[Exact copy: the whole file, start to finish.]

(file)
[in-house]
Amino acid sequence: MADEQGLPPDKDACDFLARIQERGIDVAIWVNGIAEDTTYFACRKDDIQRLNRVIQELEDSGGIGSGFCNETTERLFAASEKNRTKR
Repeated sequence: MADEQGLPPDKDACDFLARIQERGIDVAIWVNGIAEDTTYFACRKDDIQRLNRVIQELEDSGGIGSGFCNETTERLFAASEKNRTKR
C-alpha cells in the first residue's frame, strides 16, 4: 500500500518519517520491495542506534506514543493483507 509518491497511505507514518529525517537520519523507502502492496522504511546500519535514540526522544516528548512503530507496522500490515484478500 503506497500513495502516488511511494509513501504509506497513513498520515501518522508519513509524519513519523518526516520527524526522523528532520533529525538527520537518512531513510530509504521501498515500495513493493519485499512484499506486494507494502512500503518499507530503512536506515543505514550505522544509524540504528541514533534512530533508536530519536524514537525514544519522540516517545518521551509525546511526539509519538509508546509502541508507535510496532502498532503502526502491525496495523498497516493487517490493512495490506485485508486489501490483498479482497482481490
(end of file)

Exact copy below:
[in-house]
Amino acid sequence: MADEQGLPPDKDACDFLARIQERGIDVAIWVNGIAEDTTYFACRKDDIQRLNRVIQELEDSGGIGSGFCNETTERLFAASEKNRTKR
Repeated sequence: MADEQGLPPDKDACDFLARIQERGIDVAIWVNGIAEDTTYFACRKDDIQRLNRVIQELEDSGGIGSGFCNETTERLFAASEKNRTKR
C-alpha cells in the first residue's frame, strides 16, 4: 500500500518519517520491495542506534506514543493483507 509518491497511505507514518529525517537520519523507502502492496522504511546500519535514540526522544516528548512503530507496522500490515484478500 503506497500513495502516488511511494509513501504509506497513513498520515501518522508519513509524519513519523518526516520527524526522523528532520533529525538527520537518512531513510530509504521501498515500495513493493519485499512484499506486494507494502512500503518499507530503512536506515543505514550505522544509524540504528541514533534512530533508536530519536524514537525514544519522540516517545518521551509525546511526539509519538509508546509502541508507535510496532502498532503502526502491525496495523498497516493487517490493512495490506485485508486489501490483498479482497482481490